30 Day Writing Challenge Day 17: Use time travel in a story. Somehow mine ended up seeming more like a anecdote than a story, but that’s okay! It just randomly popped in my head. Hope you like it!
In Love and Christ,
Peter lay in the dirt looking up at the sky. It had more stars than he had ever seen in his short life; more than he could possibly count. He was tired of counting anyway. Rolling over on the rough ground he wiped a tear from his dirt-stained cheek and whimpered pitifully. He had only wanted to know what it would be like. He couldn’t have known what a mess this would become.
Since he was born he always watched his dad and brother, Frank, work on their project together. Frank would say, “You’re too little to build a time machine. You’ve got to be a grown up like me if you want to help.” Then he would always add kindly, “One day, Pete. Be patient.
But Peter wasn’t patient; he never had been. So one night–the night after his father and Frank used the time machine for the first time–he decided it was his turn. He had seen them disappear and come back. He had seen them whooping and hollering and giving each other high fives. “It finally works!” They said. He knew it was ready; and if it was ready, then he was too.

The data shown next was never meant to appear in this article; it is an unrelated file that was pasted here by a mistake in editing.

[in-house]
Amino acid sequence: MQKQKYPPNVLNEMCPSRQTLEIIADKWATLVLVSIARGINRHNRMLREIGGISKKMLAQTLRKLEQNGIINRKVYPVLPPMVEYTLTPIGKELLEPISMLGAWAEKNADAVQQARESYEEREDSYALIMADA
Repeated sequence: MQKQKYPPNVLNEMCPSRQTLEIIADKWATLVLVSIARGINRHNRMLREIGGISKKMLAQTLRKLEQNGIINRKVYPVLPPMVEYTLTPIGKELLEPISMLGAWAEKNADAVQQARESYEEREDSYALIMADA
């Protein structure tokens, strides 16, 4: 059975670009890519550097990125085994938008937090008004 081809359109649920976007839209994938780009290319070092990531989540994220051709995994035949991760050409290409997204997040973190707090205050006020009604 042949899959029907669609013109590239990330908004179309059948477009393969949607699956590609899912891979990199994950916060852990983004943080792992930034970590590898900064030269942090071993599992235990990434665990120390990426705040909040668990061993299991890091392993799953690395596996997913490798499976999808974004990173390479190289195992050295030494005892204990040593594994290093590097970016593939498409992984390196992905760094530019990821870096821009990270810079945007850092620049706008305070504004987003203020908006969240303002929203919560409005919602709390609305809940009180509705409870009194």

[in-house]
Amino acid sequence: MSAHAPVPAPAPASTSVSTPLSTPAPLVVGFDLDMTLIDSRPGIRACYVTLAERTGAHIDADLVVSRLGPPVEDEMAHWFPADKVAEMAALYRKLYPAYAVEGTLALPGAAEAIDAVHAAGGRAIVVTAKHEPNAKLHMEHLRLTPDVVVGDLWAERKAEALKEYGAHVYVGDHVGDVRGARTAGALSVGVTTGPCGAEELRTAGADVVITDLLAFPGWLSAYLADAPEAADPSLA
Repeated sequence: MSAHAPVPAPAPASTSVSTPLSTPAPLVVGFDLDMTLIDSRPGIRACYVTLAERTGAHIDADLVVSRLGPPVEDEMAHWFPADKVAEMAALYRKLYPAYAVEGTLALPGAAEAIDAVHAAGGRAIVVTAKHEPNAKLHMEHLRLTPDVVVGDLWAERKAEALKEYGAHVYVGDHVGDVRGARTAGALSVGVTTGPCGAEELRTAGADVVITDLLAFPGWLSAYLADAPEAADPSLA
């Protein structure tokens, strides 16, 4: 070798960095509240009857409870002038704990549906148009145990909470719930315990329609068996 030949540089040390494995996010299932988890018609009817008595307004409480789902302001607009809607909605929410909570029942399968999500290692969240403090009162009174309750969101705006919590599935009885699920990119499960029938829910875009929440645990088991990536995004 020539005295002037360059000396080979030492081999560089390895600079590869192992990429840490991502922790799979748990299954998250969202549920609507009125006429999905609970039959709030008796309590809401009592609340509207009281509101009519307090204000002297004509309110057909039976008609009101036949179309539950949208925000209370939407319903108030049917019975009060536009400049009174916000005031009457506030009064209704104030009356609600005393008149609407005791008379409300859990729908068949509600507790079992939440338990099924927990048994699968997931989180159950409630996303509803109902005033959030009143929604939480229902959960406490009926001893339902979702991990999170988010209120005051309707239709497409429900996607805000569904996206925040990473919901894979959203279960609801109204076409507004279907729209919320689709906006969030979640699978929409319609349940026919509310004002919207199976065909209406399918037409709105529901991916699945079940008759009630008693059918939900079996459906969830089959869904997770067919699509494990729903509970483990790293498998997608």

So under the cover of darkness after everyone had gone to bed, Peter tiptoed out of the house and into the garage. He had to use a stool to open the door, but it didn’t really matter. After he left and came back all by himself, no one would be able to say he was too little anymore. Those were his thoughts as he climbed and tumbled inside the time machine. He imagined the shocked faces his father and brother would make and stretched upwards, running his fingers down all the buttons like he would on an elevator. The time machine began to shake and he tingled with anticipation. He was finally growing up.
It didn’t take long for him to figure out all the things he didn’t know as a brand new grown-up, like where he was or how to get home. When the machine collapsed into nothing around him and he found himself all alone in the wilderness, he realized that maybe he didn’t like the idea of being big after all. There was no one in sight, not to mention no food and no shelter. Somehow he had ended up in the middle of nowhere and he didn’t like it at all– not one bit.
But he didn’t know what to do. So he just lay down and cried. Maybe his dad would come looking for him. Maybe Frank would realize what had happened before his father did– that way he wouldn’t get in trouble, at least. Or maybe they’d never figure it out and he would be stuck wherever he was forever. Would he be eaten alive? Adopted by wolves? He had no idea. Laying there on the cold hard ground he knew one thing and that alone: if he ever made it out of this alive, he was never growing up again.
Kharis Courtney ©2013